Basia Bulat – Heart of My Own

January 01, 1970

(Rough Trade)

 

www.roughtrade.com

 

Like the old saw about sports referees and umpires,
producers typically do their best work when you forget they’re there. The
second record from Canadian singer/songwriter Basia Bulat has some memorable
moments and some miscues, but what ails it lands as much at producer Howard
Bilerman’s feet as it does the artist’s. That’s no knock on either’s talents,
but what could’ve been attributed to growing pains on Bulat’s 2007 debut, Oh, My Darling, now just feels like a poor
match.

 

Bilerman — the Montreal fixture best-known for his work
with Arcade Fire — slathers Bulat’s up-tempo songs in dramatic orchestrations
much better suited to big ensembles (he’s also produced Godspeed You! Black
Emperor and Thee Silver Mt. Zion). In the process, Bulat’s signature instrument
– a weathered, part-gasp/part-yelp that recalls Natalie Merchant in some places
and Antony Hegarty in others – gets overwhelmed or dialed up to 11 (aka
“annoying”).

 

It’s not like Bulat’s rootsy vignettes don’t work with
strings; on the title track two fiddle lines embrace wistfully over banjo and
acoustic guitar, and the singer’s vocals dial into the mood perfectly. The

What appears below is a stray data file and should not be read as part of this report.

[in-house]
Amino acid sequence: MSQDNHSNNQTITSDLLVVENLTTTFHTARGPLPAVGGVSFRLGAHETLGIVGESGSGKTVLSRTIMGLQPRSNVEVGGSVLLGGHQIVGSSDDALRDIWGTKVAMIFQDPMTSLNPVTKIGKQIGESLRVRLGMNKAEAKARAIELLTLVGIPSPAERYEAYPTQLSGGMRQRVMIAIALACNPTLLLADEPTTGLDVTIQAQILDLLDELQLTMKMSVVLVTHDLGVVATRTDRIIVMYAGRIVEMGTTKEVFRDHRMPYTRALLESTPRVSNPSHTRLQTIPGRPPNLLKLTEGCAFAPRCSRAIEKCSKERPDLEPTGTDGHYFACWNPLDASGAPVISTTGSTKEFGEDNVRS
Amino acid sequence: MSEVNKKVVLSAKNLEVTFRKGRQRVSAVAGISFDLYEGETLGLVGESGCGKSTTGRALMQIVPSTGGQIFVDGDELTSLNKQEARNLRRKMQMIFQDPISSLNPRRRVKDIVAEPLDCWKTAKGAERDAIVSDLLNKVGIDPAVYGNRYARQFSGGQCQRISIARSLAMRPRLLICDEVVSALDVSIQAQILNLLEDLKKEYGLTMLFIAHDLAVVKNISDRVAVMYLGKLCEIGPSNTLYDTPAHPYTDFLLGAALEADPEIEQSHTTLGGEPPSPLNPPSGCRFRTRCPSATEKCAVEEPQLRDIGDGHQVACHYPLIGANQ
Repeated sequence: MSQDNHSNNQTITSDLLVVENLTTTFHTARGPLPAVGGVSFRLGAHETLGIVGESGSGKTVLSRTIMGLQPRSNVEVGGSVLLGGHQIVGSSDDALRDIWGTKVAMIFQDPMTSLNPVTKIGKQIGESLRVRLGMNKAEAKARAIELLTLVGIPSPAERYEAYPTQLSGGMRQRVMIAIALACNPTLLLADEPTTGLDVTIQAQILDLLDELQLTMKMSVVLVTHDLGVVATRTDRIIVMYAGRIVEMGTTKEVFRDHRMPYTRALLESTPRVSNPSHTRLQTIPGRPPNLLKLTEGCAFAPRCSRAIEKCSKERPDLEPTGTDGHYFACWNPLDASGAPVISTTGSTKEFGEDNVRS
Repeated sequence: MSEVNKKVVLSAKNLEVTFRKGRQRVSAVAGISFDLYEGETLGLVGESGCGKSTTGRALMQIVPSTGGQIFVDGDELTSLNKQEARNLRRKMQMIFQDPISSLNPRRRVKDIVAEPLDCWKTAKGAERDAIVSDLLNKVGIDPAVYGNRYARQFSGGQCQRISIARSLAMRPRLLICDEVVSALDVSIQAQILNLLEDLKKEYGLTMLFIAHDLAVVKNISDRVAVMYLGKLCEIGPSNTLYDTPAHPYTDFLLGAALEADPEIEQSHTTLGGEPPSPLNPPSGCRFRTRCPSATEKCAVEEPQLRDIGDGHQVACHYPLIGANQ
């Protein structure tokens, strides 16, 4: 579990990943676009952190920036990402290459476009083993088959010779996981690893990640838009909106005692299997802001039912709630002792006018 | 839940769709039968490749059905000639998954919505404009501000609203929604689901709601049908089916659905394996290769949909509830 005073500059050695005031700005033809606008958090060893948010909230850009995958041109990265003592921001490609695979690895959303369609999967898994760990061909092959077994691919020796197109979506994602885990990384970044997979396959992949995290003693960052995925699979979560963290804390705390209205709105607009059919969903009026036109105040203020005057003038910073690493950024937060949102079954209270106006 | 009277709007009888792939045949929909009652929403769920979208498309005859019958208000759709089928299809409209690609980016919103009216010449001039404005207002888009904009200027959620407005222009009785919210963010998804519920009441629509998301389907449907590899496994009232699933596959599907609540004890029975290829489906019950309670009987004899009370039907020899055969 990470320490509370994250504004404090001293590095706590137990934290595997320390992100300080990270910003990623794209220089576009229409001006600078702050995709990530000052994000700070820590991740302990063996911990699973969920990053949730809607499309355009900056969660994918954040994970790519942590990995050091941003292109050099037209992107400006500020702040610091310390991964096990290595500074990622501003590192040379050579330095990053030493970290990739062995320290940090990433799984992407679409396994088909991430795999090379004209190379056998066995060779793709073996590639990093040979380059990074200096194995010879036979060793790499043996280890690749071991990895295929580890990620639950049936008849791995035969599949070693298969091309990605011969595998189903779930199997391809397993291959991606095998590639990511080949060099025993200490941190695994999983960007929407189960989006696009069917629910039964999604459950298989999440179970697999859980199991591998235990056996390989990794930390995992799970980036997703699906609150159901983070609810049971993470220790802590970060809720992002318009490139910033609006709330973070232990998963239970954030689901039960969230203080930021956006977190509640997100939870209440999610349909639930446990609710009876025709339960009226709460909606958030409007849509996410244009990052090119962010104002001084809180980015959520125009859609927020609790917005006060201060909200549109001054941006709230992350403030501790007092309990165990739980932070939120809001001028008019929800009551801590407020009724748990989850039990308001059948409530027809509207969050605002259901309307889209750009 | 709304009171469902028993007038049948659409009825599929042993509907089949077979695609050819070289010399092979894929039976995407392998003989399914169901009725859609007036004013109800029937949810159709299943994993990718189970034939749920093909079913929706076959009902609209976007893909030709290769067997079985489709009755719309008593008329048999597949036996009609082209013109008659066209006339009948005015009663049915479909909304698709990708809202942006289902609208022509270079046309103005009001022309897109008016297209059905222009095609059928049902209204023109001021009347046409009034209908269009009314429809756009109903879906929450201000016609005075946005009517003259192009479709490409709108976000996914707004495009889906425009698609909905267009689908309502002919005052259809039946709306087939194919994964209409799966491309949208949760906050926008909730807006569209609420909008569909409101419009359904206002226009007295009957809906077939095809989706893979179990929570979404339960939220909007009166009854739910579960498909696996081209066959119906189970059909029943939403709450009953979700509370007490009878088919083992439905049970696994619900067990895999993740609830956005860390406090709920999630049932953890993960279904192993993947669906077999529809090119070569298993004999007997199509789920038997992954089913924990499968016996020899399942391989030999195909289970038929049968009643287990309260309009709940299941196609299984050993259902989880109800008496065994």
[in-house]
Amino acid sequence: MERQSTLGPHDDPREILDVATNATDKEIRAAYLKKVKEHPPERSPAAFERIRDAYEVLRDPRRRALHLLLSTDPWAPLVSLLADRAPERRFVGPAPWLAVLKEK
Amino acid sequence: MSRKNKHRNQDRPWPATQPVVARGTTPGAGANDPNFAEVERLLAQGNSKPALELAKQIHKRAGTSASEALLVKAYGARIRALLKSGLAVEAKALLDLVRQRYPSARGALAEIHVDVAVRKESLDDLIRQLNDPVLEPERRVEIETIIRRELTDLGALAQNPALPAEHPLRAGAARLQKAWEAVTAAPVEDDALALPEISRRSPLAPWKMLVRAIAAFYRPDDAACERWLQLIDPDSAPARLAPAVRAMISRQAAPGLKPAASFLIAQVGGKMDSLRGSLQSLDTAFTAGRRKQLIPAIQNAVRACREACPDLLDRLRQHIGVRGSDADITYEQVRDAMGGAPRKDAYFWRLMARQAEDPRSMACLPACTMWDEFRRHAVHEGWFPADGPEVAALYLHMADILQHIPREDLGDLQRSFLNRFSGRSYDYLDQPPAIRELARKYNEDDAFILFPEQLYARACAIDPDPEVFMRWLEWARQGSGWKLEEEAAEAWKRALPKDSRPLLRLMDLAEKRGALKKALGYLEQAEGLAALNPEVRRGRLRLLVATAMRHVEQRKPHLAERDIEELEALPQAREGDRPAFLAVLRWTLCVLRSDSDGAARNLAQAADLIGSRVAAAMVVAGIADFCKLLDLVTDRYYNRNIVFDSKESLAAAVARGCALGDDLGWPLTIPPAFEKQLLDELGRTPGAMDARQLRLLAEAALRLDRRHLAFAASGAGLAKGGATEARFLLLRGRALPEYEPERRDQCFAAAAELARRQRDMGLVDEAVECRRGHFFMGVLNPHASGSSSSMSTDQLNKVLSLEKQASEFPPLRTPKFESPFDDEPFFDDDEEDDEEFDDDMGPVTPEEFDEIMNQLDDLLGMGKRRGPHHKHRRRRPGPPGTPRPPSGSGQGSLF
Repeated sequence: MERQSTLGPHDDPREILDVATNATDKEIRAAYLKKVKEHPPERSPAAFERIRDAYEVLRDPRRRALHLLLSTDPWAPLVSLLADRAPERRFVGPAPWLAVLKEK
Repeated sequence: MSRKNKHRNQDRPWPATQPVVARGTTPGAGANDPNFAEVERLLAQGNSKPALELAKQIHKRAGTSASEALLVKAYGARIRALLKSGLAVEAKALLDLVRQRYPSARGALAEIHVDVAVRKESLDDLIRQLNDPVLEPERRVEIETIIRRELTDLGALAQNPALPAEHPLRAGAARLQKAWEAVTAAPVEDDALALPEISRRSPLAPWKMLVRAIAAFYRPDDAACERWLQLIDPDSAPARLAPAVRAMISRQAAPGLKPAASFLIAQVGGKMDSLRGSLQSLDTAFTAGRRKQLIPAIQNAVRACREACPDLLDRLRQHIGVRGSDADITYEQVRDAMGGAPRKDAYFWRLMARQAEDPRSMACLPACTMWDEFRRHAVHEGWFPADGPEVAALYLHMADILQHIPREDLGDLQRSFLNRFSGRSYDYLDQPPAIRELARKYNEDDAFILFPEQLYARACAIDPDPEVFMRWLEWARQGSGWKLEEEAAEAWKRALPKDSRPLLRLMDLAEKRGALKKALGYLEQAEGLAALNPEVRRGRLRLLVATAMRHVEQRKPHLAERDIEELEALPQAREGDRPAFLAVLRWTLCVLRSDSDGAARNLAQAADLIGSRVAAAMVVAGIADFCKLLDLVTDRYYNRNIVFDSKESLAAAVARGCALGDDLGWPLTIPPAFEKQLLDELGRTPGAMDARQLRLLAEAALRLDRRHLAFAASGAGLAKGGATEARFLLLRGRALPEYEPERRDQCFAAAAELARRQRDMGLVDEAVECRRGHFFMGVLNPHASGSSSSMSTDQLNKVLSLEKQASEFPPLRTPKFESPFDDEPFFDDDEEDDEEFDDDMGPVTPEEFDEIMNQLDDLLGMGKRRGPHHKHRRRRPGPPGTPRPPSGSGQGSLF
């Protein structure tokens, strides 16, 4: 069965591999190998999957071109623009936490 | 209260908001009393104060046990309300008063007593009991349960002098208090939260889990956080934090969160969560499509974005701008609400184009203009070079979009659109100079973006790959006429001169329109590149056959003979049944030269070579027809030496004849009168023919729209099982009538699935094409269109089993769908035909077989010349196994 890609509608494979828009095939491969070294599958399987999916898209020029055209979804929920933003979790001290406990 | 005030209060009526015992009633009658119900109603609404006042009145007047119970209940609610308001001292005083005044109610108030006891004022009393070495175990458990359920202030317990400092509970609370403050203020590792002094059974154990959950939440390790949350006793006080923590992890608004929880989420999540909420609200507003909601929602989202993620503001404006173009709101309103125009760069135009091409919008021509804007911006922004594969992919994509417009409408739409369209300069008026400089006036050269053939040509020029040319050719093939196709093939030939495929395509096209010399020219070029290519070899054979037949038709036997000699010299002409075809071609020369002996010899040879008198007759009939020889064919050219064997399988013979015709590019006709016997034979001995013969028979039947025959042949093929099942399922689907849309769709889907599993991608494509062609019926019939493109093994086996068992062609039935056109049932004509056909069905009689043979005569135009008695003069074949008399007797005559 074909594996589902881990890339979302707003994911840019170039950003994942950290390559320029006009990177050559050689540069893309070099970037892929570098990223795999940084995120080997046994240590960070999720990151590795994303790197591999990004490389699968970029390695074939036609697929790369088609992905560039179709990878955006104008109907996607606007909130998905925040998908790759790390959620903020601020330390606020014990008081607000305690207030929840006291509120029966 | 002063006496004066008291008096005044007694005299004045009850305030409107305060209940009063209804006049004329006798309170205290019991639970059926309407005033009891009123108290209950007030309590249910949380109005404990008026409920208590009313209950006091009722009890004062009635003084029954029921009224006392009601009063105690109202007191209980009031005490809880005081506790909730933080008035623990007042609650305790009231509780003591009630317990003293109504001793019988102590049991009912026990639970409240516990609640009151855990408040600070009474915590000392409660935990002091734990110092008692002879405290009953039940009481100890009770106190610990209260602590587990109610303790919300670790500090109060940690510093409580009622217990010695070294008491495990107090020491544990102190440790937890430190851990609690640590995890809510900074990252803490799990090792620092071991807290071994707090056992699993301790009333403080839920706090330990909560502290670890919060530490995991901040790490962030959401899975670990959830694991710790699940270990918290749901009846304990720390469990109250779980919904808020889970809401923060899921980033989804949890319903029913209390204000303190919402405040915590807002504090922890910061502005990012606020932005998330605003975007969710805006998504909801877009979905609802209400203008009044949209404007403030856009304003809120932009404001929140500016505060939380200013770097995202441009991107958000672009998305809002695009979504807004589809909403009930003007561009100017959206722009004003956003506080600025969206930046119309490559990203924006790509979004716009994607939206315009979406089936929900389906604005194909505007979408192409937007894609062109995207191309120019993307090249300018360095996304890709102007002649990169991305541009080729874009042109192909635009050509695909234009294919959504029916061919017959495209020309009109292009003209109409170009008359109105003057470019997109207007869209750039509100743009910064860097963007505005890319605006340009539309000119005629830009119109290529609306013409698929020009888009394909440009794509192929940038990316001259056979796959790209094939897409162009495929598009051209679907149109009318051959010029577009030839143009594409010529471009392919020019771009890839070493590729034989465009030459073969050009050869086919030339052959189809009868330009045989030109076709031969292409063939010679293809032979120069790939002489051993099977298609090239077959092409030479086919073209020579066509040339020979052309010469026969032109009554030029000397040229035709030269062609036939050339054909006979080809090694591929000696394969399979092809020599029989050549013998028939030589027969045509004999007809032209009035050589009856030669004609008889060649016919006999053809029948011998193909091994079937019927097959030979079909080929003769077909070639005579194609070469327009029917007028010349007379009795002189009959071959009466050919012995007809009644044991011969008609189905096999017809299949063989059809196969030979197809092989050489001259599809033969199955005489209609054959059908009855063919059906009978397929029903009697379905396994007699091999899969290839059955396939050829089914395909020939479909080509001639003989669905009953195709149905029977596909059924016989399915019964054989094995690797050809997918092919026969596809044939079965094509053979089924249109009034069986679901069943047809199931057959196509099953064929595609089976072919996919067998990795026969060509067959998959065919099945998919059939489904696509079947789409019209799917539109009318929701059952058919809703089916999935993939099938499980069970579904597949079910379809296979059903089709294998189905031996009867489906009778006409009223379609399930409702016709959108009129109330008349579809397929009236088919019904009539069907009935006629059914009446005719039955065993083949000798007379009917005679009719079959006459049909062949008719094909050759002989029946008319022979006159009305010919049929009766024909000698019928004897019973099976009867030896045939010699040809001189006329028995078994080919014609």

sparer arrangements, as a rule, just suit Bulat better, none more than the
additional iTunes track, “Hush,” which is taken a cappella and suggests that
she would make a great gospel or soul singer. But too many times the strings
gang up – and not in a supporting, countrypolitan role — to take over.
Bilerman’s arrangements are so busy they obliterate the shuffling paces and
twangy accents of songs like “Go On” and “Goldrush.” Perhaps most telling, his
arrangements and her voice blend best on the record’s low-key waltzes, where Bulat’s
lilting warble matches the hesitating tempos of the elegant “If It Rains” and
equally wistful “I’m Forgetting Everyone.” There, at least, the strings return
to their supporting roles instead of hijacking the songs.

 

Bulat’s lyrics still tend toward the obvious at times as
they do on “Sweet & Sour” – “I’ve played out my hand, I’m turning it in/The
house always wins in the end” – but show more sophistication compared to her
debut. You also sense she has a better grip on how to best utilize her vocal style
now. But you’d like to hear what Bulat would do with another producer next time
around, because working with this one has been a mixed bag on two recordings
now.

 

Standout Tracks: “I’m Forgetting Everyone” “Run On” JOHN SCHACHT

 

 

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